How do antibodies neutralize the novel coronavirus?

An animated look at the immune response to the novel coronavirus that causes COVID-19. Learn how scientists are studying the antibodies produced by people exposed to SARS-CoV-2. These antibodies could be used to create treatments or vaccines for the virus.

Antibodies are Y-shaped proteins produced by our immune system after we are exposed to a disease-causing invader, such as bacteria or a virus. These proteins help the body remember the threat and be better prepared for the next encounter. If the virus still manages to enter the cell, antibodies can still prevent the virus from releasing its genome into the host cell for replication.

Antibodies bound to the virus can also signal to other components of our immune system, targeting the virus for destruction. Scientists are trying to use antibodies both as a way to treat COVID-19 and prevent the disease from taking hold. Some researchers are studying antibodies taken from recovered COVID-19 patients. These antibodies could act as a medicine for the newly infected.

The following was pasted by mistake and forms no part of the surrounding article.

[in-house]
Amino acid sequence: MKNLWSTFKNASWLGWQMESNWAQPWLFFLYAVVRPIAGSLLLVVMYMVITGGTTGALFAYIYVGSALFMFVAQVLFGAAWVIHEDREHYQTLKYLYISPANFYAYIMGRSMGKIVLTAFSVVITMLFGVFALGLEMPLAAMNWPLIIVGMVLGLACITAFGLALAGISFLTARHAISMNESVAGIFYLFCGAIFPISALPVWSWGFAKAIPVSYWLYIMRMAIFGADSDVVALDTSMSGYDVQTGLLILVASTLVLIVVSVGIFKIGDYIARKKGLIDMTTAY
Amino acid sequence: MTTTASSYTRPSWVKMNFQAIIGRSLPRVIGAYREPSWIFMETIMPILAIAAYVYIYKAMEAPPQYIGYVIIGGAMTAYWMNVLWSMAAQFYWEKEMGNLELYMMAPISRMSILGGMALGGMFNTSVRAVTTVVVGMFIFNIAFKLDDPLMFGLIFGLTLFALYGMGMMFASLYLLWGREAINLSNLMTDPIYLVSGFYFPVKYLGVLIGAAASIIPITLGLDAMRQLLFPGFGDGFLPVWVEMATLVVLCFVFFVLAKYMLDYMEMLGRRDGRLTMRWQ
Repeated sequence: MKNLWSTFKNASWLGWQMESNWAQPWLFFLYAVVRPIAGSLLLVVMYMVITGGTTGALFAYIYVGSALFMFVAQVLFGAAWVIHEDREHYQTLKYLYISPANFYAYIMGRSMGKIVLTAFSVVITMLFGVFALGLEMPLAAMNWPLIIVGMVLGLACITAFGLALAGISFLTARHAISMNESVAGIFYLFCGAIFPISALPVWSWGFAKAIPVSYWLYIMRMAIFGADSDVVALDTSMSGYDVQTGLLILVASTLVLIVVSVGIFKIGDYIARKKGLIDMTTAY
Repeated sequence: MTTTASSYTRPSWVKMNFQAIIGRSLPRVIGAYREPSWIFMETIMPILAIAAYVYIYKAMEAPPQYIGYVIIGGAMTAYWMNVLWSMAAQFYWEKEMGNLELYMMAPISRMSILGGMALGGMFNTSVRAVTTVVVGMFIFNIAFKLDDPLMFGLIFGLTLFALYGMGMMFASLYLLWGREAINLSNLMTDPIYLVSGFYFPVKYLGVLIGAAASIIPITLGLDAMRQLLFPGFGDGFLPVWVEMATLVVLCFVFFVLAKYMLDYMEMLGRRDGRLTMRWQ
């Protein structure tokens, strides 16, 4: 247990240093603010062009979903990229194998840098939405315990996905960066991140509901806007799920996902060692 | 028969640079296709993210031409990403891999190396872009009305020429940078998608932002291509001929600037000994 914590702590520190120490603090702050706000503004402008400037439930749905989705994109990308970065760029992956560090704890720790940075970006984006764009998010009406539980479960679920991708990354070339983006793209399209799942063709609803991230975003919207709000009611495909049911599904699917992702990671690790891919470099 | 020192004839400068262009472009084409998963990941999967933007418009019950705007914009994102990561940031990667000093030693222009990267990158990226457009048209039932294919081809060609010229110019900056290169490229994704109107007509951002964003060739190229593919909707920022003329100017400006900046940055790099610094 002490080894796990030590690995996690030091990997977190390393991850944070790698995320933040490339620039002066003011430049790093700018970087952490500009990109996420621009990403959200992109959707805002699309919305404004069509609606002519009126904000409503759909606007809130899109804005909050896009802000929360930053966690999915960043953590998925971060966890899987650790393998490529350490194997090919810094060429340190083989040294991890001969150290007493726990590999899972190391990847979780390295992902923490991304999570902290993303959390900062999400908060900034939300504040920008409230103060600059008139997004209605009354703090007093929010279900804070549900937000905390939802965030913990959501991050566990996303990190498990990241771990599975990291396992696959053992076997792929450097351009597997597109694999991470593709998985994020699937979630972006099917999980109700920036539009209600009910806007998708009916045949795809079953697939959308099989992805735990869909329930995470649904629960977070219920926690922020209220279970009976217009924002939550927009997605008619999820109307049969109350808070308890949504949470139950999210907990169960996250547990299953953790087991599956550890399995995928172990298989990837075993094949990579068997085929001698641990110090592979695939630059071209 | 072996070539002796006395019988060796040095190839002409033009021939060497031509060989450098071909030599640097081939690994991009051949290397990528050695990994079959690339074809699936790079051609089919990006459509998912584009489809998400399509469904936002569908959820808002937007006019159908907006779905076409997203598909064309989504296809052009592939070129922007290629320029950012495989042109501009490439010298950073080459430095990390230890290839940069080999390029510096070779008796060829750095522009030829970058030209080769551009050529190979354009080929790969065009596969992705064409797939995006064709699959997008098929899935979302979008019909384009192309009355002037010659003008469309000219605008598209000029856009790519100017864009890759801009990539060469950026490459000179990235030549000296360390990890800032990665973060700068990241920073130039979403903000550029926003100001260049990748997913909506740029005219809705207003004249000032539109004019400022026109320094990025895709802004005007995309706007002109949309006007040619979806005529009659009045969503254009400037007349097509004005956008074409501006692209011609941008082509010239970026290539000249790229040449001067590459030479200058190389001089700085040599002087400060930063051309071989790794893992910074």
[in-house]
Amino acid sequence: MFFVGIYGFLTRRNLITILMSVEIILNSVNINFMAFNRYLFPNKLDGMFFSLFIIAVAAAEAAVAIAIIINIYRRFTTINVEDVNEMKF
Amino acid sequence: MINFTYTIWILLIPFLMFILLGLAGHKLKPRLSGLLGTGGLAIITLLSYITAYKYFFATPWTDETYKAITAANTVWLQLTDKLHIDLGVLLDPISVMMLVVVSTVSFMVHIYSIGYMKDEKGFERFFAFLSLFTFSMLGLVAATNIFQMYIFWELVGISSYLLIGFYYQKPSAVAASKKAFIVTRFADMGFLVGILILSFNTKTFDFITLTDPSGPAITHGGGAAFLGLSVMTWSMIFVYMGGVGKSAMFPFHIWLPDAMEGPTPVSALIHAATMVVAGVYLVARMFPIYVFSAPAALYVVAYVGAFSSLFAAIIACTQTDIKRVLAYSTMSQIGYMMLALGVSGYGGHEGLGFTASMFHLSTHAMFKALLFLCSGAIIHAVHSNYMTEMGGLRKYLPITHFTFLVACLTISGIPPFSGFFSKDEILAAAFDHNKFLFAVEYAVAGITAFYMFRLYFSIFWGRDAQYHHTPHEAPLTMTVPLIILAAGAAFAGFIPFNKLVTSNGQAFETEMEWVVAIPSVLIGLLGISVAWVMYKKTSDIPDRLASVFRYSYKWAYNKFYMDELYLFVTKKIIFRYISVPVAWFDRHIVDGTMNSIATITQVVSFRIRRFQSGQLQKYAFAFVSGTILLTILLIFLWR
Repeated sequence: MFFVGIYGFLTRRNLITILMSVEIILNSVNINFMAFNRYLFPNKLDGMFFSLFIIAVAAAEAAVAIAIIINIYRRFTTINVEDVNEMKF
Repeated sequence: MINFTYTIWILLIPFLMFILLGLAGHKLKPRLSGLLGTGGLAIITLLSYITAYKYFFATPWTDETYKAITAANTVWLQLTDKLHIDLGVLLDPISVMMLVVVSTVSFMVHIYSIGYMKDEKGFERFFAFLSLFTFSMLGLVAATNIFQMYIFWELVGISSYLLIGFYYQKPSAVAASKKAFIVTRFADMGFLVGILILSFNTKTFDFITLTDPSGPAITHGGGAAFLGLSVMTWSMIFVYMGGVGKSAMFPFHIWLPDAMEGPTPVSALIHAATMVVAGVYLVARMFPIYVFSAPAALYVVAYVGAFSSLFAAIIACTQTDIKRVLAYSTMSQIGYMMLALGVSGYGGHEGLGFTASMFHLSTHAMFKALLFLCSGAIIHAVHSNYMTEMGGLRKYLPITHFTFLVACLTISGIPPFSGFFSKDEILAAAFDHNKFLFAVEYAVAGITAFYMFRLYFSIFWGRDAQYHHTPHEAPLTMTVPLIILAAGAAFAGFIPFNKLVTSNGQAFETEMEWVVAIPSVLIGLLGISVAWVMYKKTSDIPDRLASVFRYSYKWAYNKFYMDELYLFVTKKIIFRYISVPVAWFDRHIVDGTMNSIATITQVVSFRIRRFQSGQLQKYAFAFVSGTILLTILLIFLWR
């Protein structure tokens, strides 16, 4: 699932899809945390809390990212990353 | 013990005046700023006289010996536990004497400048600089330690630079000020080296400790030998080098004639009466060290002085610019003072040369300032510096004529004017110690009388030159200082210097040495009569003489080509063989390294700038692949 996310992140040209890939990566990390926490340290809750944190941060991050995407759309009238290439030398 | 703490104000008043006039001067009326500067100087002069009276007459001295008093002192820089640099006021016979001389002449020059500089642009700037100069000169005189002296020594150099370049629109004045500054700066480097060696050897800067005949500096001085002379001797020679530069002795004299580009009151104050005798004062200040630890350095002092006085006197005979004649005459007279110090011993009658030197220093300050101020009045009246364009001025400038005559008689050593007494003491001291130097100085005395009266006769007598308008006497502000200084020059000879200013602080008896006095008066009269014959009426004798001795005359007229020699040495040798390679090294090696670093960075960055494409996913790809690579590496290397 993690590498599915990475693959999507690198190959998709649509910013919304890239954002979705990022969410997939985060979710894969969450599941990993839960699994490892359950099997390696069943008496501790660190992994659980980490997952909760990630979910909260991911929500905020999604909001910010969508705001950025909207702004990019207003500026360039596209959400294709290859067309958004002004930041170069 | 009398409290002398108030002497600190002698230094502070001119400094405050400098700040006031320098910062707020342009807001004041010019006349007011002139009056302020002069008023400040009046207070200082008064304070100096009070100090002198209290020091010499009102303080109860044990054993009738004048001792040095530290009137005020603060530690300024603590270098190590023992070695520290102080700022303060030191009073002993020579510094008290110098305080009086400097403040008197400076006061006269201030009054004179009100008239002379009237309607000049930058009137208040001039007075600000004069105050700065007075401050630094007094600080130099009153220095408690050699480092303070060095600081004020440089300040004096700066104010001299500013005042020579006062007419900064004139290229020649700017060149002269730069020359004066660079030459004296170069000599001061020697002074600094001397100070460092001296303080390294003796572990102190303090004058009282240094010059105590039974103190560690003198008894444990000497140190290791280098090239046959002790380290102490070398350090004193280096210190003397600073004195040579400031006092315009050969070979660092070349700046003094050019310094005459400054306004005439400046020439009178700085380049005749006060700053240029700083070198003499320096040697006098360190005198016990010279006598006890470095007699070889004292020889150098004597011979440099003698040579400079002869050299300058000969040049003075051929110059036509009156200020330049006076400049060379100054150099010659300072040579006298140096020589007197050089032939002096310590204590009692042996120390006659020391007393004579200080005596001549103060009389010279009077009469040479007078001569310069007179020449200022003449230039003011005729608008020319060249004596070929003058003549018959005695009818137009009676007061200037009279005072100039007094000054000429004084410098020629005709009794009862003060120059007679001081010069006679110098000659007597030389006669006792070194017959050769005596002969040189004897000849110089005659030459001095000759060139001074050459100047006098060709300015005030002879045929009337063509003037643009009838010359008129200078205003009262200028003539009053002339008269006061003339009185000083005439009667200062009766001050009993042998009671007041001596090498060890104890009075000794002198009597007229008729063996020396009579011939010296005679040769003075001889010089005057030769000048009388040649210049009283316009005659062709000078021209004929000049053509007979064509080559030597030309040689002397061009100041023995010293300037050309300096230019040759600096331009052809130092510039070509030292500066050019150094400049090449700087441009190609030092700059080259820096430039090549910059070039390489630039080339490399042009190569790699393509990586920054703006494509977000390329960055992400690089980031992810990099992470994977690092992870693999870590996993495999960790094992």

Other scientists are focused on how the antibody interacts with coronavirus spike proteins, which may enable them to design a successful vaccine that instructs our bodies to generate effective antibodies against the virus. The long-term hope is that we might also be able to identify “broadly neutralizing antibodies,” a type of antibody that could defuse not just this specific viral strain, but also offshoots that occur because of natural mutations in the virus over time.